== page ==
DEEP Reminds State Park Visitors to Maintain Safe Distance from Beach Nesting Birds
Threatened piping plover populations returning to state beaches to nest
In addition to asking people to maintain proper social distancing in the outdoors, and to adhere to state park capacity limits and closures where encountered, the Department of Energy and Environmental Protection is reminding visitors to state parks to maintain a safe distance from the wildlife that call those parks home.
As the weather warms up, DEEP is urging any visitors to state beaches to keep their distance from beach nesting birds such as the state-and-federally-threatened piping plover. Piping plovers are currently returning to our state’s beaches to establish nesting areas in the very places where some residents may be going to engage in solitary, passive outdoor recreation.
Piping plovers have always practiced their own version of social distancing. Disturbance from people and dogs at beach nesting areas can prevent plovers from finding mates and establishing nesting territories and may lead to nest abandonment or the loss of eggs and death of chicks.
By following some specific steps offered by biologists in DEEP’s Wildlife Division, we can enjoy the beach, share it with beach-nesting birds, and help ensure both visitors and birds are safe.
- Follow guidance on signs and respect all areas fenced or posted for protection of wildlife. Your actions can also benefit least and common terns, American oystercatchers, and other wildlife.
- Consider leaving dogs at home when visiting beaches. Even good dogs on a leash scare piping plovers. No matter the age or size, all dogs are viewed as predators to shorebirds and cause them to panic. Stressed shorebirds are unable to feed, rest, or raise families successfully.
- Dogs are not allowed at many beach areas during the bird nesting season. These areas include but are not limited to: Long Beach in Stratford, Pleasure Beach in Bridgeport, Silver Sands State Park and Milford Point in Milford, Sherwood Island State Park in Westport, Sandy Point in West Haven, Bluff Point Coastal Reserve in Groton, and Hammonasset Beach State Park in Madison.
- Check the municipal regulations pertaining to dogs on beaches before heading to your town beach – many towns restrict dogs on beaches at certain times of the year to protect nesting birds.
- At areas where dogs are allowed, always keep them on a short leash (less than 7 feet long), but remember that even leashed dogs have the potential to startle adult birds or to step on nests and young chicks.
- Remove trash and food scraps, which attract animals like raccoons that might eat piping plovers and their eggs. Dispose of trash at home to help keep our beaches and state parks clean.
- Bird-watching can be a great way to pass the time. Remember to keep your distance so the birds feel safe.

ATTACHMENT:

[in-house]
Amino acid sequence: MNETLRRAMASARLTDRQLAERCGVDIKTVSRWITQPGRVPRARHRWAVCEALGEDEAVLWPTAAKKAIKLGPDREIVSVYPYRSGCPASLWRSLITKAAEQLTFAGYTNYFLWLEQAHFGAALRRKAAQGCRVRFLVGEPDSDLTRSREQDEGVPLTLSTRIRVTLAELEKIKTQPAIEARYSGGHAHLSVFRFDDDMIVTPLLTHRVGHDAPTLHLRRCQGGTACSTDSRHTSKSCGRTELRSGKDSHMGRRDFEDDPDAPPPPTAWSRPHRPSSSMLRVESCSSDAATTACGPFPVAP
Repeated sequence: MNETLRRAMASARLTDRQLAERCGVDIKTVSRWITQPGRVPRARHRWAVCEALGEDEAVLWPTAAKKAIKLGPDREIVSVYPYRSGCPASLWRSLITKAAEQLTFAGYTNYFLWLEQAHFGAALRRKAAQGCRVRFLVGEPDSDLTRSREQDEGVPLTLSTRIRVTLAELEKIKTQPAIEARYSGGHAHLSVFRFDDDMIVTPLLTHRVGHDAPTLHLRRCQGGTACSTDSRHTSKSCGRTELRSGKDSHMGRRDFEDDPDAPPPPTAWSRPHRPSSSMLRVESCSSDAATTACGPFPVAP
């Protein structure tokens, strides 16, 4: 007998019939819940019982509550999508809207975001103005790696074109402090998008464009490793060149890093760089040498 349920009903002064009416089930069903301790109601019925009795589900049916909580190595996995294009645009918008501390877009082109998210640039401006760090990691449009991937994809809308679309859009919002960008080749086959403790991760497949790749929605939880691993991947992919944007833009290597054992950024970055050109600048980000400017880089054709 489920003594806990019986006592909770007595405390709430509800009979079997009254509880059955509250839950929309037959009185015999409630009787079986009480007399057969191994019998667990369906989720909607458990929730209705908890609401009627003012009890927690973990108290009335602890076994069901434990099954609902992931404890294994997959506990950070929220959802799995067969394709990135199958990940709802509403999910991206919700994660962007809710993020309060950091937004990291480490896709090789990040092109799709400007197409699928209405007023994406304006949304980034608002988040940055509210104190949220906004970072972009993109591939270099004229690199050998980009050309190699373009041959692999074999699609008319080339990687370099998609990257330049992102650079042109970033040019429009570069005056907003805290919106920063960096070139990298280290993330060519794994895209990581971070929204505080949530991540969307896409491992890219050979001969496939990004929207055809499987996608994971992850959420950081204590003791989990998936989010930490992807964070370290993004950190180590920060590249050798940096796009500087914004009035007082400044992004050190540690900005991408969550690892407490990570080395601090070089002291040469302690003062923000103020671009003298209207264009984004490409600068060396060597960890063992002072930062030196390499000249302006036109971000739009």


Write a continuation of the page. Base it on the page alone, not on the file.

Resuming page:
Please respect social distancing if you encounter DEEP field staff out on beaches installing protective fencing and monitoring the birds in the days and weeks ahead. Under normal circumstances we embrace assistance from volunteers and enjoy chatting with folks about wildlife. Right now we must all be socially responsible; please be respectful and give our staff room to safely do their jobs.
Earlier this week, DEEP announced stricter measures to limit capacity at state parks. DEEP will be limiting parking capacity at certain state parks, including Hammonasset Beach State Park, on a daily, park-by-park basis as needed based on observations of park usage. Gov. Ned Lamont also authorized DEEP this week to prohibit walk-in visitors after capacity is reached. Those in violation will be subject to penalties including fines and even arrest, up to and including Class D felony charges for interfering or obstructing any lawful civil preparedness activity. In addition, any person who violates the ban will be subject to a 30-day eviction from all State Parks and other lands under DEEP’s oversight. These new measures will help DEEP manage parks safely as warmer weather is anticipated to attract more visitors to state parks.
Currently, social and recreational gatherings of more than five individuals are prohibited. DEEP staff, including Environmental Conservation Police officers and park staff, are actively monitoring for compliance with this prohibition on gatherings, and are educating visitors and enforcing the provisions of Executive Order 7N about the parks. Concurrently, DEEP will begin to implement operational changes to prohibit picnicking at state park locations.
State parks and forests remain open at this time for solitary use, or use with your immediate household.
Questions about beach nesting birds and other wildlife topics can be emailed directly to email@example.com. DEEP Wildlife Division staff will assist you in as timely a manner as possible during normal working hours.
Credit Paul J. Fusco/DEEP-Wildlife DivisionPiping Plover – While visiting beaches, remember to practice social distancing from both people and wildlife, like piping plovers, to keep everyone safe.
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